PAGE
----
Momentum counts for a lot in the third week of the Giro d'Italia and it was priceless with a little under four kilometres remaining at Sega di Ala, where the narrow road up the mountainside knotted itself into a pair of tight hairpins and harshened to its steepest gradient.
After dancing out of the pink jersey group just as that section began, Simon Yates (Team BikeExchange) was able to keep his gear rolling over as smoothly as the ramps allowed. Behind him, maglia rosa Egan Bernal's pedalling looked leaden for the first time on this Giro and he was distanced shortly afterwards.
By the top of the mountain, Yates had clawed back 53 seconds of his deficit on Bernal, and, all of a sudden, the Giro felt like a bike race again rather than a procession. Yates is still 3:23 down in third place overall, but after a trying day on the Passo Giau on Monday, his race has a little impetus again, and just as Bernal's had stalled for the very first time.
With summit finishes at Alpe di Mera and Alpe Motta in the next two days, Yates and Team BikeExchange have the terrain to test Bernal still further.
"We're in a good place. There's still a lot of climbing to come and that starts tomorrow," BikeExchange directeur sportif Matt White said in Stradella on Thursday evening.
"There's a pretty tough final climb to the line tomorrow [at Alpe di Mera]. Then we've got long climbs the day after, not as steep, but there's a lot of metres of climbing on Saturday. It will be an interesting couple of days. And we're in a better place than we were five days ago."
After his dominance on the Passo Giau on Monday, it appeared that Bernal had already put the Giro beyond the reach of his rivals. His struggles on Sega di Ala will encourage Yates to press again on the climbs ahead, even if White was reluctant to extrapolate too much from Bernal's losses on stage 17.
"I think all we saw yesterday is that he is human," White said. "He is the best climber here, nobody has been able to challenge him on any climb so far in the race. Yesterday was the first time he showed any kind of weakness at all.
"It was one day, and anyone can have a good day or a bad day. It wasn't his best but he's had 16 days before that going pretty good. He's got to manage the next couple of days, just as we do."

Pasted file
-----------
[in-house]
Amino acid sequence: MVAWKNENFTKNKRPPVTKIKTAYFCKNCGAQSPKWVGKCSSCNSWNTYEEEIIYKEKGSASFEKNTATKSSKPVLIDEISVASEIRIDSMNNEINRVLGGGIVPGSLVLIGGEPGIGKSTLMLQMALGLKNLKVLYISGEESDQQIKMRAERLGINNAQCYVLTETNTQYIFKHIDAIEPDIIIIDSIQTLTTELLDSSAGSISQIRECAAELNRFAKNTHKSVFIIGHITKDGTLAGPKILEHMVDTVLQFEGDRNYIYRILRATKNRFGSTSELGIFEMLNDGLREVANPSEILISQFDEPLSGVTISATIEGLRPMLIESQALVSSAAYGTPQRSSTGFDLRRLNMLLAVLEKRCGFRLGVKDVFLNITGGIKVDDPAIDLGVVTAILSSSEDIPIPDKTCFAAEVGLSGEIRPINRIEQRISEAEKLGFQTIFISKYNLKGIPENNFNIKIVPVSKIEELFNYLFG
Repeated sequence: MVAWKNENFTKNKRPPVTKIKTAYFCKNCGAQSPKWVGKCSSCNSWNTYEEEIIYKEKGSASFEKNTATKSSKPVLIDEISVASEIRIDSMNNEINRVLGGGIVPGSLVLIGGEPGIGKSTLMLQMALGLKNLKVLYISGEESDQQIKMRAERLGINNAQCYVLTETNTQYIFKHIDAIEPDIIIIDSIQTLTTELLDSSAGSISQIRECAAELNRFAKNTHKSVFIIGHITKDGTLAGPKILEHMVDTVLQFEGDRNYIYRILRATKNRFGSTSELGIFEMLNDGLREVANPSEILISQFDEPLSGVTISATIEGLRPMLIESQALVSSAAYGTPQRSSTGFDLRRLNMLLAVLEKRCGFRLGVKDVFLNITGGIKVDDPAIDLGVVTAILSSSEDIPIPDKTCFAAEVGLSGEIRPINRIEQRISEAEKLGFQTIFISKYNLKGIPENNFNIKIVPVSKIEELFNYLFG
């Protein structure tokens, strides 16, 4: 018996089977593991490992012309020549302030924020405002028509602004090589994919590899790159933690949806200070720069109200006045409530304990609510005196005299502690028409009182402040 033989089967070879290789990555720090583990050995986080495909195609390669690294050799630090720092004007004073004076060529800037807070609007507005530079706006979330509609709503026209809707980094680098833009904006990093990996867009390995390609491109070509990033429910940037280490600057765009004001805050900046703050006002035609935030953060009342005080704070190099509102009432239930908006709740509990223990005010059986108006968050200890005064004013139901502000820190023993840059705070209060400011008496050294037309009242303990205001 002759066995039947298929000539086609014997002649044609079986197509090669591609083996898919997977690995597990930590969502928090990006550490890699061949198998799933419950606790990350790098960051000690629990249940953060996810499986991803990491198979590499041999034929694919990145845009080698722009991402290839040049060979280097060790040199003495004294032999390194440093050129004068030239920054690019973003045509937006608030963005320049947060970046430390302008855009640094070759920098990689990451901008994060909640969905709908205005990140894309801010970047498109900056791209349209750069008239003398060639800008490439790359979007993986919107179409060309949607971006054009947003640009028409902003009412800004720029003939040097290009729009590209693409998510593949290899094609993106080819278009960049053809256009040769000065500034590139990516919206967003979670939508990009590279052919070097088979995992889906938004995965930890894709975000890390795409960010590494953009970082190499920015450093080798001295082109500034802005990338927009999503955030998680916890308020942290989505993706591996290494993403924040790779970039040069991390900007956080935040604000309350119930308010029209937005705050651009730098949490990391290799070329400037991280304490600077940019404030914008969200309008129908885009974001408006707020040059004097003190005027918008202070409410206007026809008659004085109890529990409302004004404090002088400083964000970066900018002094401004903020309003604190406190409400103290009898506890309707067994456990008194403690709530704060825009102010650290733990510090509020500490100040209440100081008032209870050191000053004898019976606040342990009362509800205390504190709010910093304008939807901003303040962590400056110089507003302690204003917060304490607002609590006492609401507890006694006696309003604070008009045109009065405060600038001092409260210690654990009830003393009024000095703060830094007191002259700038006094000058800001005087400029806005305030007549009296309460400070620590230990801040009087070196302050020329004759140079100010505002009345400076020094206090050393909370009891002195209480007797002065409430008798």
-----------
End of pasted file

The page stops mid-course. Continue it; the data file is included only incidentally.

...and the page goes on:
Neither Yates nor White is much given to looking backwards and they will be understandably weary of repeated references to the Briton's collapse in the final days of the 2018 Giro, which he had dominated for the bones of two weeks. It is notable, however, that Yates' current deficit to Bernal closely mirrors the 3:22 advantage he held over Chris Froome at this precise juncture three years ago.
On the eve of that fateful stage over the Finestre, Yates had lost a handful of seconds to Froome, et al, on the climb to Pratonevoso, the first sign that his hitherto sparkling Giro was beginning to fall flat. This time out, Yates is the man looking to expose previously unseen weaknesses in the maglia rosa.
"I think we're just riding our race, and obviously if we want to move up we have to put pressure on the guys in front of us, it's as simple as that," White said. "Where that happens, we'll have to see over the next 24 hours. And maybe they've got a plan to put us under pressure again and see if that was a one-off. It's going to be very interesting how it plays out over the next 48 hours."
Team BikeExchange were prominent at the head of the peloton during stage 17, but Yates has since lost a key supporting rider for the grand finale in the Alps. Nick Schultz, so impressive on this race, was forced out after fracturing his hand in a crash on the Passo San Valentino, though Mikel Nieve and Tanel Kangert remain by Yates' side.
During Tuesday's rest day, Yates had suggested that a podium place was the height of his ambition in the final week and even atop Sega di Ala, he tried to brush off the notion that he was now capable of winning the Giro. In private, he will surely be keen to see just how far this momentum can now carry him.
"We're not settled on anything until Sunday," said White. "We're not looking backwards, we're looking forwards."
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